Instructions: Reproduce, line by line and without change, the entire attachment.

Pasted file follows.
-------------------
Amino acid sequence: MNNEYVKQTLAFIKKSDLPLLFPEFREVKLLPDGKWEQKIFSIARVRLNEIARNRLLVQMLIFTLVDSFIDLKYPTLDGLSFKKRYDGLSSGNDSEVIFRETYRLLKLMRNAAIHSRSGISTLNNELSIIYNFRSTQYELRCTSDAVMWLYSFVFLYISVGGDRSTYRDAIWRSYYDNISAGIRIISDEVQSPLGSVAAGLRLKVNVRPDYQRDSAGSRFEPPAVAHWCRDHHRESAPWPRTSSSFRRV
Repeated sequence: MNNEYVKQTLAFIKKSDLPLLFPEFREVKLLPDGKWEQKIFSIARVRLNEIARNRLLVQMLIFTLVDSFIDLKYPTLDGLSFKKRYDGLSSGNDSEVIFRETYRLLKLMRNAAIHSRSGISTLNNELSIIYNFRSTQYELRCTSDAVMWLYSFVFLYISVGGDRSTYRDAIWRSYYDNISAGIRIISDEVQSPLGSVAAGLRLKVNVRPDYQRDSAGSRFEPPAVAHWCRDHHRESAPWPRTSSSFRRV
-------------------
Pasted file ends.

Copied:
Amino acid sequence: MNNEYVKQTLAFIKKSDLPLLFPEFREVKLLPDGKWEQKIFSIARVRLNEIARNRLLVQMLIFTLVDSFIDLKYPTLDGLSFKKRYDGLSSGNDSEVIFRETYRLLKLMRNAAIHSRSGISTLNNELSIIYNFRSTQYELRCTSDAVMWLYSFVFLYISVGGDRSTYRDAIWRSYYDNISAGIRIISDEVQSPLGSVAAGLRLKVNVRPDYQRDSAGSRFEPPAVAHWCRDHHRESAPWPRTSSSFRRV
Repeated sequence: MNNEYVKQTLAFIKKSDLPLLFPEFREVKLLPDGKWEQKIFSIARVRLNEIARNRLLVQMLIFTLVDSFIDLKYPTLDGLSFKKRYDGLSSGNDSEVIFRETYRLLKLMRNAAIHSRSGISTLNNELSIIYNFRSTQYELRCTSDAVMWLYSFVFLYISVGGDRSTYRDAIWRSYYDNISAGIRIISDEVQSPLGSVAAGLRLKVNVRPDYQRDSAGSRFEPPAVAHWCRDHHRESAPWPRTSSSFRRV